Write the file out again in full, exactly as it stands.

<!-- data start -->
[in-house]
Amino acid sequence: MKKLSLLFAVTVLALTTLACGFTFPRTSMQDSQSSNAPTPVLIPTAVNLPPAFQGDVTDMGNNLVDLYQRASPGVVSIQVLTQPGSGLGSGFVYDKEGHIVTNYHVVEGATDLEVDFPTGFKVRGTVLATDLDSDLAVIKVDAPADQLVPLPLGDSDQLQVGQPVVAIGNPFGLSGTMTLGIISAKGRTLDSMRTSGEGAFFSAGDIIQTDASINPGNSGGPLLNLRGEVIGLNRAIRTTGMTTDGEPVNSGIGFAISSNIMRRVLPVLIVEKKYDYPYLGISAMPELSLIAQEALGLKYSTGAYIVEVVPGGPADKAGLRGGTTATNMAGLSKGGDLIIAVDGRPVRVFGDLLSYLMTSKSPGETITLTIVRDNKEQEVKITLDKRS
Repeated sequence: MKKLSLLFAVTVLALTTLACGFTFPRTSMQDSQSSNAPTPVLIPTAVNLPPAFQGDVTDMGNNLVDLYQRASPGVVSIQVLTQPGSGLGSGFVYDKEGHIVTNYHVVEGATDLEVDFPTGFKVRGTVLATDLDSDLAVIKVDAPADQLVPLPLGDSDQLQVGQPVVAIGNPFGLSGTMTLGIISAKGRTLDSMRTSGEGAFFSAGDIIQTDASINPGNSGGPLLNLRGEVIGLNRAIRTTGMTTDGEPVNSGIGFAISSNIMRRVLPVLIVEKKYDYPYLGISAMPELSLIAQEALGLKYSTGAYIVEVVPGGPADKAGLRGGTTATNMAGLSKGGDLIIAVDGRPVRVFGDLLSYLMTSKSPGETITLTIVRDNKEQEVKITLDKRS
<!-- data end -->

[in-house]
Amino acid sequence: MKKLSLLFAVTVLALTTLACGFTFPRTSMQDSQSSNAPTPVLIPTAVNLPPAFQGDVTDMGNNLVDLYQRASPGVVSIQVLTQPGSGLGSGFVYDKEGHIVTNYHVVEGATDLEVDFPTGFKVRGTVLATDLDSDLAVIKVDAPADQLVPLPLGDSDQLQVGQPVVAIGNPFGLSGTMTLGIISAKGRTLDSMRTSGEGAFFSAGDIIQTDASINPGNSGGPLLNLRGEVIGLNRAIRTTGMTTDGEPVNSGIGFAISSNIMRRVLPVLIVEKKYDYPYLGISAMPELSLIAQEALGLKYSTGAYIVEVVPGGPADKAGLRGGTTATNMAGLSKGGDLIIAVDGRPVRVFGDLLSYLMTSKSPGETITLTIVRDNKEQEVKITLDKRS
Repeated sequence: MKKLSLLFAVTVLALTTLACGFTFPRTSMQDSQSSNAPTPVLIPTAVNLPPAFQGDVTDMGNNLVDLYQRASPGVVSIQVLTQPGSGLGSGFVYDKEGHIVTNYHVVEGATDLEVDFPTGFKVRGTVLATDLDSDLAVIKVDAPADQLVPLPLGDSDQLQVGQPVVAIGNPFGLSGTMTLGIISAKGRTLDSMRTSGEGAFFSAGDIIQTDASINPGNSGGPLLNLRGEVIGLNRAIRTTGMTTDGEPVNSGIGFAISSNIMRRVLPVLIVEKKYDYPYLGISAMPELSLIAQEALGLKYSTGAYIVEVVPGGPADKAGLRGGTTATNMAGLSKGGDLIIAVDGRPVRVFGDLLSYLMTSKSPGETITLTIVRDNKEQEVKITLDKRS